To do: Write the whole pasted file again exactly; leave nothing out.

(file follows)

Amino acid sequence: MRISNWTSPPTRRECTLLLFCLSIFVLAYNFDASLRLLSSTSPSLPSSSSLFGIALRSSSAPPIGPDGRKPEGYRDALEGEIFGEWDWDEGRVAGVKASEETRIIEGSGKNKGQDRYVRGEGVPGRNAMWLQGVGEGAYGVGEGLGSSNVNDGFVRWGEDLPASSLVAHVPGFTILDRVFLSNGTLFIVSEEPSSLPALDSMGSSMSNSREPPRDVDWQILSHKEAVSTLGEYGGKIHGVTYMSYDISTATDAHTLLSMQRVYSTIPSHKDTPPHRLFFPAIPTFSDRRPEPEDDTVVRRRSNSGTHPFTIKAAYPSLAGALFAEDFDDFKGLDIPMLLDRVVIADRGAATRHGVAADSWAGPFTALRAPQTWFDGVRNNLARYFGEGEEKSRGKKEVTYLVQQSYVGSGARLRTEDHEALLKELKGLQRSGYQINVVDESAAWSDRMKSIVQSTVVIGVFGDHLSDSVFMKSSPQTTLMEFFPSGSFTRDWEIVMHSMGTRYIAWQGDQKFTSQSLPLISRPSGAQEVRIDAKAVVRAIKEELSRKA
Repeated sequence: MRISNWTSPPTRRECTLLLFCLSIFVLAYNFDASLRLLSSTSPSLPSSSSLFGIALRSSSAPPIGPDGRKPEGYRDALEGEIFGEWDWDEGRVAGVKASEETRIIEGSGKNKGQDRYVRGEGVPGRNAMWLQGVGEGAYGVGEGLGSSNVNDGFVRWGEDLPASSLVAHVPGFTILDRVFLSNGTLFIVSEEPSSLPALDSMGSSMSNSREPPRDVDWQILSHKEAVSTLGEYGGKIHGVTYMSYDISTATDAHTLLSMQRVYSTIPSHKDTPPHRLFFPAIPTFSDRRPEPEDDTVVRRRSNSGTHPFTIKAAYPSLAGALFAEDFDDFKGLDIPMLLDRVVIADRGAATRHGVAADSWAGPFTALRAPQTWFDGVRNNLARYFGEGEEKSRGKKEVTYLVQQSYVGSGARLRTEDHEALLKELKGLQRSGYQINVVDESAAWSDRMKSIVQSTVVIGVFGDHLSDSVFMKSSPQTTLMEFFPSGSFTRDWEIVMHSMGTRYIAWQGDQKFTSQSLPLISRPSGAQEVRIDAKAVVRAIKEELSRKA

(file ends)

Amino acid sequence: MRISNWTSPPTRRECTLLLFCLSIFVLAYNFDASLRLLSSTSPSLPSSSSLFGIALRSSSAPPIGPDGRKPEGYRDALEGEIFGEWDWDEGRVAGVKASEETRIIEGSGKNKGQDRYVRGEGVPGRNAMWLQGVGEGAYGVGEGLGSSNVNDGFVRWGEDLPASSLVAHVPGFTILDRVFLSNGTLFIVSEEPSSLPALDSMGSSMSNSREPPRDVDWQILSHKEAVSTLGEYGGKIHGVTYMSYDISTATDAHTLLSMQRVYSTIPSHKDTPPHRLFFPAIPTFSDRRPEPEDDTVVRRRSNSGTHPFTIKAAYPSLAGALFAEDFDDFKGLDIPMLLDRVVIADRGAATRHGVAADSWAGPFTALRAPQTWFDGVRNNLARYFGEGEEKSRGKKEVTYLVQQSYVGSGARLRTEDHEALLKELKGLQRSGYQINVVDESAAWSDRMKSIVQSTVVIGVFGDHLSDSVFMKSSPQTTLMEFFPSGSFTRDWEIVMHSMGTRYIAWQGDQKFTSQSLPLISRPSGAQEVRIDAKAVVRAIKEELSRKA
Repeated sequence: MRISNWTSPPTRRECTLLLFCLSIFVLAYNFDASLRLLSSTSPSLPSSSSLFGIALRSSSAPPIGPDGRKPEGYRDALEGEIFGEWDWDEGRVAGVKASEETRIIEGSGKNKGQDRYVRGEGVPGRNAMWLQGVGEGAYGVGEGLGSSNVNDGFVRWGEDLPASSLVAHVPGFTILDRVFLSNGTLFIVSEEPSSLPALDSMGSSMSNSREPPRDVDWQILSHKEAVSTLGEYGGKIHGVTYMSYDISTATDAHTLLSMQRVYSTIPSHKDTPPHRLFFPAIPTFSDRRPEPEDDTVVRRRSNSGTHPFTIKAAYPSLAGALFAEDFDDFKGLDIPMLLDRVVIADRGAATRHGVAADSWAGPFTALRAPQTWFDGVRNNLARYFGEGEEKSRGKKEVTYLVQQSYVGSGARLRTEDHEALLKELKGLQRSGYQINVVDESAAWSDRMKSIVQSTVVIGVFGDHLSDSVFMKSSPQTTLMEFFPSGSFTRDWEIVMHSMGTRYIAWQGDQKFTSQSLPLISRPSGAQEVRIDAKAVVRAIKEELSRKA